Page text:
Veteran athletics coach and Dronacharya awardee Lingappa dies

In an illustrious coaching career, N. Lingappa trained athletes including international sportspersons such as Ashwini Nachappa and Vandana Rao. He was 95.

Published : Jun 18, 2019 16:47 IST , Bengaluru

Lingappa was a 10km walker in his prime and qualified for the event in the Manila Asian Games in 1954, but the event was cancelled.
Lingappa was a 10km walker in his prime and qualified for the event in the Manila Asian Games in 1954, but the event was cancelled.

Lingappa was a 10km walker in his prime and qualified for the event in the Manila Asian Games in 1954, but the event was cancelled.

Veteran athletics coach and Dronacharya awardee N. Lingappa passed away due to an age-related illness on Tuesday in Bengaluru. He was 95.

Lingappa had trained several international athletes like D.Y. Biradar, P.C. Ponnappa, Uday Prabhu and Ashwini Nachappa during the course of his over 60-year career as a coach.

An athlete himself, Lingappa had qualified as a walker in the 1954 Manila Asian Games, but the event was cancelled.

Prabhu, silver medallist in the men's 400m at the 1978 Asian Games, said, “He was my first coach when I came to Bangalore from Ankola in 1974. I was from a village and I had no idea of how to train, or knowledge of any competitions. I was with him for a year. He always saw to it that I completed my training as per schedule. We used to train in Cubbon Park and Lalbagh. There was a hillock in Kolar; he would take us there for cross-country training."

"He was very committed, and never missed a day's training. His service to athletics was so long. It's hard to find another coach like that in India. He was unique. He was a disciplinarian; quite tough, until till the very end. As a technical official, he never compromised on the rules, no matter how big the athlete was," Prabhu said.

Karnataka's first Olympian, Kenneth Powell, stated, "I never trained under him, but I spent three weeks with him at a State training camp in 1962. I had a displaced cartilage in my knee. The cartilage would keep coming out every time I turned, and I had to unlock my knee and push it back into place. We were training at Cubbon Park, and one morning my knee refused to unlock after the cartilage had been displaced again. Lingappa took me to a Puttur Kattu (traditional bone-setting method) practitioner near Utility Building. He straightened my knee out and in five days' time, I was racing at the South India Quadrangular meet. I was able to take part in five events and I won three gold medals."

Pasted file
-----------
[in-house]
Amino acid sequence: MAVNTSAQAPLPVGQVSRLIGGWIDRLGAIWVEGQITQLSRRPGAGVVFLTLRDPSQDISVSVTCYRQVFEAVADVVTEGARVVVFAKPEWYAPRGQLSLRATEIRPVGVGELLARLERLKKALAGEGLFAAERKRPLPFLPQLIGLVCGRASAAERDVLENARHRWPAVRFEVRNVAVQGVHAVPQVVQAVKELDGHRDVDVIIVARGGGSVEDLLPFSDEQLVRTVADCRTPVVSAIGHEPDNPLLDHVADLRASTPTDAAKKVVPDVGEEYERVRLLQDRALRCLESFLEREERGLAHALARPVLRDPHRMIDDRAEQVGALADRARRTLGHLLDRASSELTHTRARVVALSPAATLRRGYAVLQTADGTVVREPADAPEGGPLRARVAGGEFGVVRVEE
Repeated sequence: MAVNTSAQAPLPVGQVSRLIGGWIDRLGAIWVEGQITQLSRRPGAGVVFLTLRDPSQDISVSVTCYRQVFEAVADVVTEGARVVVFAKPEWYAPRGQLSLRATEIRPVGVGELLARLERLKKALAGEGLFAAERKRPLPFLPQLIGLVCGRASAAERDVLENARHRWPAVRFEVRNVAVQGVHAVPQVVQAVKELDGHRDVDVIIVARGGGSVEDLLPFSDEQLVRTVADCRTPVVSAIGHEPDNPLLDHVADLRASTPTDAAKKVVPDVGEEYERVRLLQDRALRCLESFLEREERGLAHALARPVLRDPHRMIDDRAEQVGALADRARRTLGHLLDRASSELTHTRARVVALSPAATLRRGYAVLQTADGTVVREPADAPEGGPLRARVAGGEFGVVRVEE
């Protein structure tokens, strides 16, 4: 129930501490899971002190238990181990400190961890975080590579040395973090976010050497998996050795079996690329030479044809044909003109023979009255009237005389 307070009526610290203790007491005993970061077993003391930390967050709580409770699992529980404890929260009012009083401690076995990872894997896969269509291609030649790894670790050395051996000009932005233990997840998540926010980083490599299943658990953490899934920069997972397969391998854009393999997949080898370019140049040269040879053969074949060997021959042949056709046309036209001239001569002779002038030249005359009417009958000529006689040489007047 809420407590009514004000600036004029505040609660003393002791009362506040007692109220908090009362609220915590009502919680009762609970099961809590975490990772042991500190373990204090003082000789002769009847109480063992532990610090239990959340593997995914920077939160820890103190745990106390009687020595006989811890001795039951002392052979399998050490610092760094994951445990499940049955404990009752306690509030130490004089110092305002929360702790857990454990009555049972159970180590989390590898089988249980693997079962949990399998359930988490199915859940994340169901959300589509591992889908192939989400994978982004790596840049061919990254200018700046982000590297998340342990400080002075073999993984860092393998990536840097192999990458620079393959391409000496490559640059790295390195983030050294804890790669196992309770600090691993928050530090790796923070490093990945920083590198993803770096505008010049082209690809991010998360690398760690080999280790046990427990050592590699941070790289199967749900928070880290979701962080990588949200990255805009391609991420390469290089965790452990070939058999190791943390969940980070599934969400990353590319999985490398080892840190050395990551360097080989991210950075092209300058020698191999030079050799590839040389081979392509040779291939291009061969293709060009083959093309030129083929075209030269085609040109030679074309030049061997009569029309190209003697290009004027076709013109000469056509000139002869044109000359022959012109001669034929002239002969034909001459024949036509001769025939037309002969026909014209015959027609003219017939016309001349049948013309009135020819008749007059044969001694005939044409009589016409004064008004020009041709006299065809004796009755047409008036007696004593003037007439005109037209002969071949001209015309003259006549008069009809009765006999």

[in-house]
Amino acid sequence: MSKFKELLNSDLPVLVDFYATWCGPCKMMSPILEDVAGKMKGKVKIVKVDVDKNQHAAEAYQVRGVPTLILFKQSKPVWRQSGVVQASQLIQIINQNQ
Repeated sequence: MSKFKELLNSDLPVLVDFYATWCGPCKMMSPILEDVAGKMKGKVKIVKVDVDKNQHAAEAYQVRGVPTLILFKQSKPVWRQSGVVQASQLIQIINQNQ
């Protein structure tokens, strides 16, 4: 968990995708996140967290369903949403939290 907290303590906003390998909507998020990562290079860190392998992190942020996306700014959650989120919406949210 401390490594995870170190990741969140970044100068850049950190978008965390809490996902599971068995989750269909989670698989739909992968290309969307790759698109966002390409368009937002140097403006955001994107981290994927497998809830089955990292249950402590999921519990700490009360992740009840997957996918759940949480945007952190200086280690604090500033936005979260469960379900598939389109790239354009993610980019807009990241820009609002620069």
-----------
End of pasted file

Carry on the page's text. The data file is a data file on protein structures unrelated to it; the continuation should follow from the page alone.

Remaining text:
"I used to meet him quite often at various functions and athletics meets. He would turn up for training an hour before the athletes. He was a very dedicated coach," Powell, who competed in the 1964 Tokyo Olympics, said.

V.R. Beedu, fellow athletics coach, said, “Lingappa's dedication to athletics was unmatched. He used to regularly come to train his wards at Sree Kanteerava Stadium even until a few months ago. He was a regular presence at the stadium for the last 60 years. We have lost our leader and role model.”

Former international athlete Ashwini Nachappa recalled, “Lingappa was a taskmaster – his training sessions were strenuous and rewarding. Most of all, his dedication to the sport stood out. Come rain or ill-health, he never missed a training session.”

After undergoing treatment at a hospital, Lingappa was brought home a few days ago. He breathed his last in the early hours of Tuesday. He is survived by two sons and three daughters.

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